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Medicare Demonstration Project Ties Quality to Reimbursement

Kate Traynor

A three-year demonstration project that begins in October will base the level of Medicare reimbursement for participating hospitals on their adherence to 35 clinical quality-of-care measures.

The project, which is open to hospitals that subscribe to Premier Inc.'s Perspective Online clinical performance database, provides financial incentives for goals related to the care given to patients with community-acquired pneumonia, hip and knee replacement, and heart disease.

"Hospitals that perform in the top 20% of the quality measures for each clinical condition will receive increased payment from Medicare, as well as public recognition," said Ted Pickens, senior director of communications for Premier. Specifically, the program provides a 2% increase in Medicare reimbursement to hospitals in the top 10% and a 1% increase to facilities in the next 10%.

The Centers for Medicare & Medicaid Services (CMS) has agreed to pay bonuses totaling $7 million during each of the three years of the program.

According to CMS, hospitals that rank in the top 50% in quality will be granted public recognition but no financial reward. Pickens said that, to his knowledge, the names of hospitals that score in the bottom half will not be made public.

During the final year of the program, hospitals that rank below a fixed point in relation to the quality-of-care measures could receive what Pickens called "a small adjustment in the Medicare payment"—in other words, a penalty.

Pickens said that the baseline for assessing the penalty "will be defined by the performance of the lowest 25% of hospitals within a clinical condition in the first year of the project."

Pickens said that, although hospitals have expressed "a lot of concern" about the penalty, "the hope is that everybody is going to improve, so that everybody as a class moves up." If this occurs, he added, most participants will see no change in the reimbursement level, but top-ranking institutions will receive the bonuses.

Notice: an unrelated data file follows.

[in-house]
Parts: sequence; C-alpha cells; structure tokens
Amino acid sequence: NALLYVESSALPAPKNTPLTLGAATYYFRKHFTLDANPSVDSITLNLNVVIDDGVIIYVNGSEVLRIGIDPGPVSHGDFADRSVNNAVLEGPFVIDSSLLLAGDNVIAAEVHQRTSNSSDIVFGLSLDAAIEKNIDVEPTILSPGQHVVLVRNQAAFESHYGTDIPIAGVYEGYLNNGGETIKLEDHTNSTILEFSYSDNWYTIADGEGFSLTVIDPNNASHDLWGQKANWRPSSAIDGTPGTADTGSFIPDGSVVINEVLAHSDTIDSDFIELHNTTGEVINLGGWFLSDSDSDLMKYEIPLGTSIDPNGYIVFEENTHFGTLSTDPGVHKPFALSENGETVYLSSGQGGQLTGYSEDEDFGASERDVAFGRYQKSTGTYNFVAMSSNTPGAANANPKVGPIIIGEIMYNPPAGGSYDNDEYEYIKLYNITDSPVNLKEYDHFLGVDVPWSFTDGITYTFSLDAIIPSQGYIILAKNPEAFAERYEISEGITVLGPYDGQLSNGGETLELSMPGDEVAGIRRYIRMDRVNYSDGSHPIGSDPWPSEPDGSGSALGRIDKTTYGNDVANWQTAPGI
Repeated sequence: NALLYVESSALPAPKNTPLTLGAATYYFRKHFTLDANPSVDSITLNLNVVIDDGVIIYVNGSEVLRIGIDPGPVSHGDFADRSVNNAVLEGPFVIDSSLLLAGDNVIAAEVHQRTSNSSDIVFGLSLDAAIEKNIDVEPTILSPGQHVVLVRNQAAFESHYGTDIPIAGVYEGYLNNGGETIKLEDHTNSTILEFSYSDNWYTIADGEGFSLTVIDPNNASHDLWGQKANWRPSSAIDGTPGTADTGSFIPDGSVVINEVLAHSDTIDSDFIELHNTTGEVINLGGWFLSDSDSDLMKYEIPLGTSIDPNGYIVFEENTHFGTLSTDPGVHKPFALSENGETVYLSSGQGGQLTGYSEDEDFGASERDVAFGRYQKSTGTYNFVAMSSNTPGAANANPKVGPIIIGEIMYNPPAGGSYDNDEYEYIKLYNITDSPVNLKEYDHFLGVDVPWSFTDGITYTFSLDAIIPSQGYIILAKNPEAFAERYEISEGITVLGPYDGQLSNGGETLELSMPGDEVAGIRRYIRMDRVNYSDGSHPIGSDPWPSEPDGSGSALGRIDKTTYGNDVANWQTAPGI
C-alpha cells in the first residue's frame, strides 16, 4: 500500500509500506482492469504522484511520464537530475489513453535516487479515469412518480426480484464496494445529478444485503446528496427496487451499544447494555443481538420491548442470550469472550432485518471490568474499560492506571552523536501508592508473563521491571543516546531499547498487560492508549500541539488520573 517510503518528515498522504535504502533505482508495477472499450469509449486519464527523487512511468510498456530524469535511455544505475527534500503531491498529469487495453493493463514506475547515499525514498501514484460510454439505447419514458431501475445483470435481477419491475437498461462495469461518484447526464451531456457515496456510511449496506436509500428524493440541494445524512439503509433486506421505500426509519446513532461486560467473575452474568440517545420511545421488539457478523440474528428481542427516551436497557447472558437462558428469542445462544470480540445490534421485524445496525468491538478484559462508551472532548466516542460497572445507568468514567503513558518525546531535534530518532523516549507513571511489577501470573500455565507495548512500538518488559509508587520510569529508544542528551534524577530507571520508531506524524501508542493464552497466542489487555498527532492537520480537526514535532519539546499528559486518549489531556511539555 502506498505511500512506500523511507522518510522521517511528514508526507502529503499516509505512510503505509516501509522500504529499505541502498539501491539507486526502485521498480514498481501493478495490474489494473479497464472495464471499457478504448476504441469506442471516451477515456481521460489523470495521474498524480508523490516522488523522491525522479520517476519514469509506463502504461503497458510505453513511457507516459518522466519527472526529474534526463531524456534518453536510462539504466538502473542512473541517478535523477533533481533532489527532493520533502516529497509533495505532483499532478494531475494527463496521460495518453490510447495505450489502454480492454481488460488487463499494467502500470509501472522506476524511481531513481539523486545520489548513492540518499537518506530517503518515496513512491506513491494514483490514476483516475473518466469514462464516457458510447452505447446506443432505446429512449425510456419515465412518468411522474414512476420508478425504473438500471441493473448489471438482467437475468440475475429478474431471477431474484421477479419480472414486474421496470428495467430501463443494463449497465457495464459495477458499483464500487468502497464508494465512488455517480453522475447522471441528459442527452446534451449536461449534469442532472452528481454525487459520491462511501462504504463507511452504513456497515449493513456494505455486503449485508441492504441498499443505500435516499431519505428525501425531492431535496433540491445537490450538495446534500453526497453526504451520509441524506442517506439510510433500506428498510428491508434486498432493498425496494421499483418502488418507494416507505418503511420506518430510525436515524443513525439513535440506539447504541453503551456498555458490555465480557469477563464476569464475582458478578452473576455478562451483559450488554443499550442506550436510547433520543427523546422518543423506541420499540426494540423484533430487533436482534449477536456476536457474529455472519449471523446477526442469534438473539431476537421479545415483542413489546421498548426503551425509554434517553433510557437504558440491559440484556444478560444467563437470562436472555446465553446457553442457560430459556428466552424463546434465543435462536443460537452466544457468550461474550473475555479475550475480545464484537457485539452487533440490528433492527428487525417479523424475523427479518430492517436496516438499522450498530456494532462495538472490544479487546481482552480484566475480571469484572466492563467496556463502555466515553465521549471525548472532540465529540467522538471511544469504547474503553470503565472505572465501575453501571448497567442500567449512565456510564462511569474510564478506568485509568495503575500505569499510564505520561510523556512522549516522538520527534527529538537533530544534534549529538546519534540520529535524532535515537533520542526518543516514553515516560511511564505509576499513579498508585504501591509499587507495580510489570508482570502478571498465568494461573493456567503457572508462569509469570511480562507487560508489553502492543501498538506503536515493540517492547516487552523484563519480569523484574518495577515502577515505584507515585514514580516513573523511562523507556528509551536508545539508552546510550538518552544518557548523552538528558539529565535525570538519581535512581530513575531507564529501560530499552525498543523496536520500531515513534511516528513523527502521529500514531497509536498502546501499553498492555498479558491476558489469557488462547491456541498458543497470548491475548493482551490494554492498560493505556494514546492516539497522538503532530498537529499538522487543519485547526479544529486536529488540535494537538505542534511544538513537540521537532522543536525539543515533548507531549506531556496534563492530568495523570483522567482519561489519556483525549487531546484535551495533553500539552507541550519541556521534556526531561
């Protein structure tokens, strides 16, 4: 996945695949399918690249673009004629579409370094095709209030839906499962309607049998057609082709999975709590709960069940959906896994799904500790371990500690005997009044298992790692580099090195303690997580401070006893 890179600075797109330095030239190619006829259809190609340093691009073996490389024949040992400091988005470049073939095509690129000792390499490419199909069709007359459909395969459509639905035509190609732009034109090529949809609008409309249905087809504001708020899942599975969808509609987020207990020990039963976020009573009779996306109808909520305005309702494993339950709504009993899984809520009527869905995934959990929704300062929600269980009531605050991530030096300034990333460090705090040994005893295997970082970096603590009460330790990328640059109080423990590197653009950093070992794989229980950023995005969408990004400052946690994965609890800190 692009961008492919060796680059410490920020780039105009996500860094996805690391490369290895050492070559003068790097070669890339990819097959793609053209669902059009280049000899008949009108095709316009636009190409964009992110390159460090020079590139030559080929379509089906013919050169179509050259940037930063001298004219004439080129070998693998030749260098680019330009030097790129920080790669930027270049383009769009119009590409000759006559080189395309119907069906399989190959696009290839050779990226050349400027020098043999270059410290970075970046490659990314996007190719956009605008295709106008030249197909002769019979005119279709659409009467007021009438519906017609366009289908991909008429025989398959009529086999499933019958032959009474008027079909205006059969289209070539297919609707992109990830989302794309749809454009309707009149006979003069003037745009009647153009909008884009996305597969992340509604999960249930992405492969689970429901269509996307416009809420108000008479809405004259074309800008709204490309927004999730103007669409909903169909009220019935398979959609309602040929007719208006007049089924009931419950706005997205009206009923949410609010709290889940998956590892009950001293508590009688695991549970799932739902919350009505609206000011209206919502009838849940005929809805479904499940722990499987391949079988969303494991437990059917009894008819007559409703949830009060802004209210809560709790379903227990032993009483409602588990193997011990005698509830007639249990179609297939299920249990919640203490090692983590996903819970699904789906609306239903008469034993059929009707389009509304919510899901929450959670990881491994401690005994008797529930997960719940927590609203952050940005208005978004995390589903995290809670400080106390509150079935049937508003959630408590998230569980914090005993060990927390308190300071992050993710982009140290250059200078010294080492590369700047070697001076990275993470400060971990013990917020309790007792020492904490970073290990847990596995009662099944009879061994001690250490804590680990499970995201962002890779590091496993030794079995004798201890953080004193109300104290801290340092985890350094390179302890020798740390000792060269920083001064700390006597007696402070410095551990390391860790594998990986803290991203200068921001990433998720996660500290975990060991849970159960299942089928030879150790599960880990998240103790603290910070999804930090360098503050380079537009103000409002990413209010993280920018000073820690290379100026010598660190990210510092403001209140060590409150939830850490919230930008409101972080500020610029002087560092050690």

A CMS spokesman said the agency's "hope is that no hospital will drop below" the fixed point at which the penalty is assessed.

Of the 35 quality measures, 19 are related to drug therapy. Specific measures include

  • Administering aspirin and a beta-blocker on arrival at the hospital for patients being treated for an acute myocardial infarction and prescribing the drugs at discharge
  • Selecting a prophylactic antimicrobial drug for patients undergoing coronary artery bypass grafting or hip and knee replacement, administering the drug within an hour before surgery, and discontinuing it within 24 hours after surgery has ended
  • Screening of patients with community-acquired pneumonia for influenza and pneumoccoccal vaccination
  • Administering an angiotensin-converting-enzyme inhibitor to patients with heart failure caused by left ventricular systolic dysfunction.

Pickens said Premier estimates that about 300 of the approximately 550 hospitals that subscribe to Perspective Online will participate in the incentive program.

"Because this is a demonstration project, it was limited to people who already were Perspective subscribers," Pickens said. Despite this, "the response for people wanting to understand and learn about this has been overwhelming," he added.

"We've had calls from hospitals in virtually every state and the state hospital associations and teaching hospitals and university hospitals," he said. "I think everybody wants to have some consistent quality measures."

According to CMS, the quality assessment will use a case-mix adjustment method to ensure that fair comparisons are made among participants in the project. The agency will post performance results on the CMS Web site.